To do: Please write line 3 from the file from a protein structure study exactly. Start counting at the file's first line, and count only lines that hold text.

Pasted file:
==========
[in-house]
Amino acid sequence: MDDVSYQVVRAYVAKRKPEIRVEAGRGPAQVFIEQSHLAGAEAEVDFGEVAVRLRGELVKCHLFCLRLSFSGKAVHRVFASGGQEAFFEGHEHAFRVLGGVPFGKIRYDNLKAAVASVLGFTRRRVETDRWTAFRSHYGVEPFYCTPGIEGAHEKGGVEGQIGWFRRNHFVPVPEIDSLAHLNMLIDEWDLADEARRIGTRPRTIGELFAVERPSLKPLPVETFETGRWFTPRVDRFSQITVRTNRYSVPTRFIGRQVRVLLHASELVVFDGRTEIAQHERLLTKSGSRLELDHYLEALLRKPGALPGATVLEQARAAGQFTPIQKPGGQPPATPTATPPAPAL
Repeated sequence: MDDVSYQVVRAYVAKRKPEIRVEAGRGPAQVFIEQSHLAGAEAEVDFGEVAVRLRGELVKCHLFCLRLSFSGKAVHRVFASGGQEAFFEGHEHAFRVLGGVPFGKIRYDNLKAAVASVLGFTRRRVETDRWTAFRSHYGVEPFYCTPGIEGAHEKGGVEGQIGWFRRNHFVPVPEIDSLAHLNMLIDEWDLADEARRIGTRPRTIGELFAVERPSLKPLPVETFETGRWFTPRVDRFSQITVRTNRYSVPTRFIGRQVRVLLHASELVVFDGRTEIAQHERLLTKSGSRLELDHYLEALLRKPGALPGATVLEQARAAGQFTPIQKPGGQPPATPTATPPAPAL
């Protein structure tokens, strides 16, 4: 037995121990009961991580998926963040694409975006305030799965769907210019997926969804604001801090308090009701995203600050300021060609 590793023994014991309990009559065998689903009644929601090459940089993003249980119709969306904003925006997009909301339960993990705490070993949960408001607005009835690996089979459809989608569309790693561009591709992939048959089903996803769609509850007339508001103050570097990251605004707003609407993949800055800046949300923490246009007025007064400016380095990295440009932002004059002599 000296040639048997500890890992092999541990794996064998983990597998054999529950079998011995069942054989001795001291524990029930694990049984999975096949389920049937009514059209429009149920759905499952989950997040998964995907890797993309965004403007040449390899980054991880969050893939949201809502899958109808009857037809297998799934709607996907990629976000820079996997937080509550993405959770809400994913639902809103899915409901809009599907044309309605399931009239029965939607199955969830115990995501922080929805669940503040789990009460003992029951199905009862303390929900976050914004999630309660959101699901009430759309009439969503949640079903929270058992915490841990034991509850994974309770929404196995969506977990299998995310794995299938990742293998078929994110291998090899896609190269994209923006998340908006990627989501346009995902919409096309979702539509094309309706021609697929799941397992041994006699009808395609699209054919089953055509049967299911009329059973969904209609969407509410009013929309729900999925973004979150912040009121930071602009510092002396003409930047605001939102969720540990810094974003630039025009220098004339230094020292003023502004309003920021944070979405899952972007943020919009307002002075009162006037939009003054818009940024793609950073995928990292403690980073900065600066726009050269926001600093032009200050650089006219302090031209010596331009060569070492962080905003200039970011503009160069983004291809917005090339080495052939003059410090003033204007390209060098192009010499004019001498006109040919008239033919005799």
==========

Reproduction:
Repeated sequence: MDDVSYQVVRAYVAKRKPEIRVEAGRGPAQVFIEQSHLAGAEAEVDFGEVAVRLRGELVKCHLFCLRLSFSGKAVHRVFASGGQEAFFEGHEHAFRVLGGVPFGKIRYDNLKAAVASVLGFTRRRVETDRWTAFRSHYGVEPFYCTPGIEGAHEKGGVEGQIGWFRRNHFVPVPEIDSLAHLNMLIDEWDLADEARRIGTRPRTIGELFAVERPSLKPLPVETFETGRWFTPRVDRFSQITVRTNRYSVPTRFIGRQVRVLLHASELVVFDGRTEIAQHERLLTKSGSRLELDHYLEALLRKPGALPGATVLEQARAAGQFTPIQKPGGQPPATPTATPPAPAL